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OPINION: How School Shootings Have Become The Norm In Society

Sarah Wang, Reporter

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It’s only been 2018 for a little more than a month now, and already a staggeringly high number of 12 school shootings have occured.  Although a few were products of attempted suicides, and others were threats that escalated, they are still categorized as school shootings. And yet many haven’t given a serious thought regarding school shootings ever since the unforgettable Sandy Hook elementary school shooting where 28 children died and many more were injured.

As a nation, we have gradually become more and more numb as we convinced ourselves to accept that this is the norm, mainly due to the fact that we aren’t affected by it personally. We have made so many movies and books, as well as jokes and offhand comments on how people look like “school shooters” orother brainless remarks to the point where we as a country have become increasingly detached from the reality of how escalated this situation has truly become. We have put the right to bear arms above the right to life.  Unsurprisingly, America spends more on our military than any other country in the world.

Since the start of 2018, 25 incidents in the United States have already been categorized as mass shootings (shootings are classified as such if at least four victims are injured or killed at a singular location, excluding the suspect), including one especially horrific shooting that took place in Benton, Kentucky. 23 days into the new year, the saddening shooting occurred at Marshall County High School, resulting in the deaths of two 15-year-old students and leaving 14 students dangerously injured. When I first learned about this particular shooting, it absolutely stunned me. I was led to believe that other students would be discussing it as well, yet no one ever did. There was no mention of it during morning announcements or even a whisper about in the hallways.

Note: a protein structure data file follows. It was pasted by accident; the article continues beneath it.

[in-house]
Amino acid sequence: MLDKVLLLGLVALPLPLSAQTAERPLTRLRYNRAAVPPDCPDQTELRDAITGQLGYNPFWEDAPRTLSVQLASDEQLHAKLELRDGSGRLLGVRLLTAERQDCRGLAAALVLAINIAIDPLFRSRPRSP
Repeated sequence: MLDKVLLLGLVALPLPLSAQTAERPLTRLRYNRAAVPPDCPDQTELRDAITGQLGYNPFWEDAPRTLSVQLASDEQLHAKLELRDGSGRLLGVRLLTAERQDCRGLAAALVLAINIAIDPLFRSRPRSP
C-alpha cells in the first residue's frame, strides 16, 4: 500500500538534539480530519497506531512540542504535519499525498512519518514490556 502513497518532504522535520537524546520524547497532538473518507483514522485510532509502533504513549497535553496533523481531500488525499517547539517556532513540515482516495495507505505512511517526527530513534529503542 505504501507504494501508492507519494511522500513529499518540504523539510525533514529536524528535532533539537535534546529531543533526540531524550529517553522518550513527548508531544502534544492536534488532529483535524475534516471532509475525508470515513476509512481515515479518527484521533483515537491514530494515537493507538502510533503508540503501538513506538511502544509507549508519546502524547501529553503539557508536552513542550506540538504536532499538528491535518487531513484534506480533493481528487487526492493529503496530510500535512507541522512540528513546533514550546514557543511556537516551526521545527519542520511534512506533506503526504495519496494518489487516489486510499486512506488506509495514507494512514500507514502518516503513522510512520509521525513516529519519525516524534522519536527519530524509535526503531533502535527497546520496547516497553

Ashley Collie, a sophomore attending Marshall County High School, talked to the Courier Journal about the shooting saying that although he was firing randomly, he was “definitely shooting to kill”. The shooting was one of the dozen that we know of at the moment, showing people across the world how this endless pattern of violence and brutality has become ordinary and expected in the society we live in today.

Instead of immediately responding with gun control proposals, the Kentucky’s House of Representatives instead began with prayers for the dead and injured. However, two members of the General Assembly, Representative Will Coursey and Senator Danny Carroll had actually attended and graduated from Marshall County High School, and both put out heartfelt statements about the shooting. Coursey said that, “As an alum of this high school, I can only add that I am stunned and deeply saddened.Words alone cannot describe the grief our community feels as we try to comprehend this senseless tragedy.” Additionally, Governor Matt Bevin has traveled to Marshall County for a news conference and issued a short sentence in which he mentions that “it is unbelievable that this would happen in a small close-knit county like Marshall County.”